Breaking down barriers: The essential role of interpreters on patient care teams
Several years ago, a patient at Michigan Medicine was going into labor. However, when she was led to a delivery room, the patient refused to enter.
“The faculty and staff in the birth center were unsure why,” said Michelle Harris, manager of Interpreter Services at Michigan Medicine. “Because the patient didn’t speak English, the inability to communicate led to the patient’s and care staff’s confusion and an increase in the patient’s anxiety and stress. A medical interpreter was called in, who quickly realized that the No. 4 in the patient’s culture was deemed to be bad luck, and she had been assigned to delivery room No. 4.”
The patient was quickly taken to another room, where she was able to relax and gave birth to a healthy baby.
“At such a large health system, it is inevitable that there will sometimes be a language barrier between staff members and patients — which can then be magnified by cultural barriers,” Harris said. “Our team lifts those barriers, ensuring that all of our patients have access to the high quality care they deserve.”
Interpreter Services at Michigan Medicine is made up nearly 100 highly-trained professional medical interpreters. The team can perform in-person interpretations in 20 spoken languages in addition to American Sign Language. Over the Phone Interpreting (OPI) from two approved vendors can provide 24/7 expert interpretation services in more than 200 languages. Patients can also use a service called DIAL when they need to communicate with their Michigan Medicine providers, which utilizes an interpreter over the phone when the patient dials a toll free number.
For two common languages — Spanish and American Sign Language (ASL) — a medical interpreter is on call 24/7. And there is an after-hours directory of interpreters available from the internal Interpreter Services web page who may be available, though they are not on call.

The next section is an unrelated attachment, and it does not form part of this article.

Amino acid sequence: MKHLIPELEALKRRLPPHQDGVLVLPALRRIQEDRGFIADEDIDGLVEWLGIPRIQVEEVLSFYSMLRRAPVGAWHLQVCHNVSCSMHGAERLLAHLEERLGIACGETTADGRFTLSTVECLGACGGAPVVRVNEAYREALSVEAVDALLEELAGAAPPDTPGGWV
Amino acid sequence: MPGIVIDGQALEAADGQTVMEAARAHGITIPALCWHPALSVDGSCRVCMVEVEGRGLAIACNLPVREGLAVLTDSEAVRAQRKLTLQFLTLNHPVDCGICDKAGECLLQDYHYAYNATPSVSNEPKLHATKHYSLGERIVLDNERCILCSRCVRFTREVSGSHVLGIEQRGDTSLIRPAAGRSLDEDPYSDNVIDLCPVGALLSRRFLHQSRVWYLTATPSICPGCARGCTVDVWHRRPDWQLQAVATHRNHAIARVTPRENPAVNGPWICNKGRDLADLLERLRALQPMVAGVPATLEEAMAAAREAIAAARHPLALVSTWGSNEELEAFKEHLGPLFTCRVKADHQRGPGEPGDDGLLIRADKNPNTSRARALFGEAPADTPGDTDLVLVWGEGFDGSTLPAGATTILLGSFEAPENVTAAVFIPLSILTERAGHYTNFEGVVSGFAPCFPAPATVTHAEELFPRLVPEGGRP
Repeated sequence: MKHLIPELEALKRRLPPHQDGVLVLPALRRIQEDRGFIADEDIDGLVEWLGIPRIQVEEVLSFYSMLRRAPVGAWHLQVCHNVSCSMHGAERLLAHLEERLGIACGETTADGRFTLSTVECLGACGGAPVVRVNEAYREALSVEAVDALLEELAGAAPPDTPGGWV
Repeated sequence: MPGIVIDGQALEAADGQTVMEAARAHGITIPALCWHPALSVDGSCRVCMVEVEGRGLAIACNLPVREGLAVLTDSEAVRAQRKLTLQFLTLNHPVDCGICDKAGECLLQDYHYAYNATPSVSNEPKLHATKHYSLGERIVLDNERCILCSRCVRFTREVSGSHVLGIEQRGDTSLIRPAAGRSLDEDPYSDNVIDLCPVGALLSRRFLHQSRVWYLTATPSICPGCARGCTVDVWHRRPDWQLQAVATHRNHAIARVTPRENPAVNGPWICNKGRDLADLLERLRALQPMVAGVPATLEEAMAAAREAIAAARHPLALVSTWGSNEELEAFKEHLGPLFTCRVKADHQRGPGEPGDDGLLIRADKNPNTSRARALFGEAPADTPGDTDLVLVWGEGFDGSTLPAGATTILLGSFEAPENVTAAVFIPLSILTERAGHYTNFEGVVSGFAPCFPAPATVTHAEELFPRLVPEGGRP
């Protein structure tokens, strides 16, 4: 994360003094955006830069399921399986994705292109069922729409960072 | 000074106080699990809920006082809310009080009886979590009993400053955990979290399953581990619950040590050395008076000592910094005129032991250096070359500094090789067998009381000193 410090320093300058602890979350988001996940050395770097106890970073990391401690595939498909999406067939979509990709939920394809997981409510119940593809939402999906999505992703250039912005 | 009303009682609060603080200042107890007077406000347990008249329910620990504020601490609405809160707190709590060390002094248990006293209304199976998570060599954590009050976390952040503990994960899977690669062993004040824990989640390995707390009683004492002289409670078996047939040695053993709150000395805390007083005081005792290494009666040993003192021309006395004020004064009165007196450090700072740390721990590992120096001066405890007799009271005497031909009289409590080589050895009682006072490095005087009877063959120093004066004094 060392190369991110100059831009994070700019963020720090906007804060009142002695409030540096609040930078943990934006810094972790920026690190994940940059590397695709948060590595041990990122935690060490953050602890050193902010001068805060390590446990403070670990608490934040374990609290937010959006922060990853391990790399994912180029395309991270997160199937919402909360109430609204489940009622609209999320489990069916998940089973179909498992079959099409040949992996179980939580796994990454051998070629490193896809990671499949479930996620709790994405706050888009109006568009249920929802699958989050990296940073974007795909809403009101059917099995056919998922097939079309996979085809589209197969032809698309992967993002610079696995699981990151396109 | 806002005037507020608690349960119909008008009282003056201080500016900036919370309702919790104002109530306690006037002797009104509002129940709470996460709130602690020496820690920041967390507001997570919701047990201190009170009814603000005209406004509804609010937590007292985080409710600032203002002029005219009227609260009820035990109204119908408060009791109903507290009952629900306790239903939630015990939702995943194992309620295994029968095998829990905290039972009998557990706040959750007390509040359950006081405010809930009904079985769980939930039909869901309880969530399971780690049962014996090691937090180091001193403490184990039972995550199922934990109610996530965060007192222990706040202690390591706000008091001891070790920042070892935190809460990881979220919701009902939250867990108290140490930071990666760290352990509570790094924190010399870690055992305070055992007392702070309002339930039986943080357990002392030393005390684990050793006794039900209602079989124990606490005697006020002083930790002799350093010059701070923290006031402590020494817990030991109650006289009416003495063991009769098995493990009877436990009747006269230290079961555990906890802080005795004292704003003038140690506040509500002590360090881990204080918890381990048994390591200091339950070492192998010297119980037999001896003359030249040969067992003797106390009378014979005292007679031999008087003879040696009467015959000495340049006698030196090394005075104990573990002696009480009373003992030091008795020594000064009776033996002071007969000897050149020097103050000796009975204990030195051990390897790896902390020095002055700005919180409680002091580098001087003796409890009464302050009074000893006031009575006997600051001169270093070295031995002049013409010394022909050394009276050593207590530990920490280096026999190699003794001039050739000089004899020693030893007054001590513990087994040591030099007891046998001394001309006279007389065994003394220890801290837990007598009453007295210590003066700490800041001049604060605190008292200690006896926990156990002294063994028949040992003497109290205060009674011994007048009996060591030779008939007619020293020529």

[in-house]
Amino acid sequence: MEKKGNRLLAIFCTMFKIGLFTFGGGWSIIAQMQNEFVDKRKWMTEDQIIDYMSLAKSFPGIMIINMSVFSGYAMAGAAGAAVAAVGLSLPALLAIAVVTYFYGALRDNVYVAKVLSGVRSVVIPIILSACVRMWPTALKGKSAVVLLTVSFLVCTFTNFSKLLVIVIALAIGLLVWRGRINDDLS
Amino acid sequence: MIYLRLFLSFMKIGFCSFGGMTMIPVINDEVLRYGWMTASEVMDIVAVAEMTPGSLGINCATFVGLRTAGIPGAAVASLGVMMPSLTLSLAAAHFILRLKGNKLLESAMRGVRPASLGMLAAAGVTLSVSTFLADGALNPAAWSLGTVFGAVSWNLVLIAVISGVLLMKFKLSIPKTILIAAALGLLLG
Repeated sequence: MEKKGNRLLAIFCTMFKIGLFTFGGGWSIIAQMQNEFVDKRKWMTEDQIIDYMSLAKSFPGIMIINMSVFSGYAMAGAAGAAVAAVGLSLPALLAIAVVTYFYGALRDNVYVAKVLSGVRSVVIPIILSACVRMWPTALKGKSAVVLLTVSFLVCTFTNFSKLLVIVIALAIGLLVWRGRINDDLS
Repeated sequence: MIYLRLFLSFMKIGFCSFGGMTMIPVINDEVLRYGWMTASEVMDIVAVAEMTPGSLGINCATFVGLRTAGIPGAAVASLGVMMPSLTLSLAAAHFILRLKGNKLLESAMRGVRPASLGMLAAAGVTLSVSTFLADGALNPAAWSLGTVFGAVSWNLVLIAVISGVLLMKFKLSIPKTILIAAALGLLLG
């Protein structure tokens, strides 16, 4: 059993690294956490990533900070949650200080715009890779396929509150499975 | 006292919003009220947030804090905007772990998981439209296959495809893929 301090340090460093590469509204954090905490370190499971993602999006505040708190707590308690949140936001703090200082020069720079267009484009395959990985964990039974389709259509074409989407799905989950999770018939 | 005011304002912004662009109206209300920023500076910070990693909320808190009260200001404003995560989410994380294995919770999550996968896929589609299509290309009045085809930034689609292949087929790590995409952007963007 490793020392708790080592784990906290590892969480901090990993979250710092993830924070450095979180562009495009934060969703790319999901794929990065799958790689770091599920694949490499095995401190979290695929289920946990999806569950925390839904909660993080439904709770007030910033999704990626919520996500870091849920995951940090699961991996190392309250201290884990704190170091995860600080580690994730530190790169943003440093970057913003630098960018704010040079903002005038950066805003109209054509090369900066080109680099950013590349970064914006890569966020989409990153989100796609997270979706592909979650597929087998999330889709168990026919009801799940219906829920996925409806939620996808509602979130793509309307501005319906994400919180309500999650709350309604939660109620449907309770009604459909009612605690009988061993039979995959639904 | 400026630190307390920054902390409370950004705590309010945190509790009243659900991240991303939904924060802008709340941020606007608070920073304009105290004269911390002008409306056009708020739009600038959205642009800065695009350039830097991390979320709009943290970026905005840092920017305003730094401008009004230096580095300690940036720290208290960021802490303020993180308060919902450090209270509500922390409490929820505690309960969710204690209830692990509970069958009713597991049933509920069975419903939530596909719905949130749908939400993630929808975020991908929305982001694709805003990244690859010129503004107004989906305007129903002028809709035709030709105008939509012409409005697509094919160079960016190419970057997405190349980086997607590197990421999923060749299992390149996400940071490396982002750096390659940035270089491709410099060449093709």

“Our services can be requested by patients, families or providers,” Harris said. “Should a provider want to bring an interpreter to their meetings with patients or family members, they should never hesitate to ask. That way, they can be certain that vital information is being communicated effectively and accurately.”
Bridging a gap
There is a lot more to becoming a medical interpreter than simply being bilingual.
Each medical interpreter goes through a rigorous, 40+-hour training course that focuses on the ethical standards of practice at Michigan Medicine. They also must attend a medical terminology course and workshops on palliative care and mental health. Additionally, all learn to follow well-established protocols, such as speaking in first person, communicating in measured, reflective tones and properly positioning her/himself by the patient or provider.
“The primary goal of our team is to enable effective communication between the health care providers and our patients, which results in stronger provider-patient relationships,” Harris said. “Clinicians never need to be concerned about a medical interpreter coming between them and their patients — in fact, medical interpreters serve as a bridge between them.”
Harris continued: “It’s important for medical interpreters to be treated as part of the care team. If a doctor or nurse is going to be sharing news — whether positive or negative — it’s best to prepare the medical interpreter beforehand. That way, the interpreter isn’t learning information on the spot and can deliver the news without inadvertently interjecting their own emotions.”
Providing patient-centered care
Interpreter Services is always seeking new and innovative ways to help patients. For instance, the team is currently piloting a program for video interpreters in Spanish and Mandarin that involves joining the Health Care Interpreter Network, where medical interpreters from around the country can be utilized via video or phone whenever they are available.
“This is an exciting program,” Harris said. “It will increase the number of languages and number of interpreters we can provide to our patients.”
Indeed, when you have more than 70,000 requests a year, that’s an important step to take.
“If faculty and staff can’t communicate effectively with a patient, or the patient can’t communicate effectively with staff, you can’t truly be providing patient-centered care,” Harris said. “That’s what we’re here for and that’s how we improve the patient experience every day at Michigan Medicine.”
Refer patients and families to Interpreter Services at 734-936-7021 or click here for more information.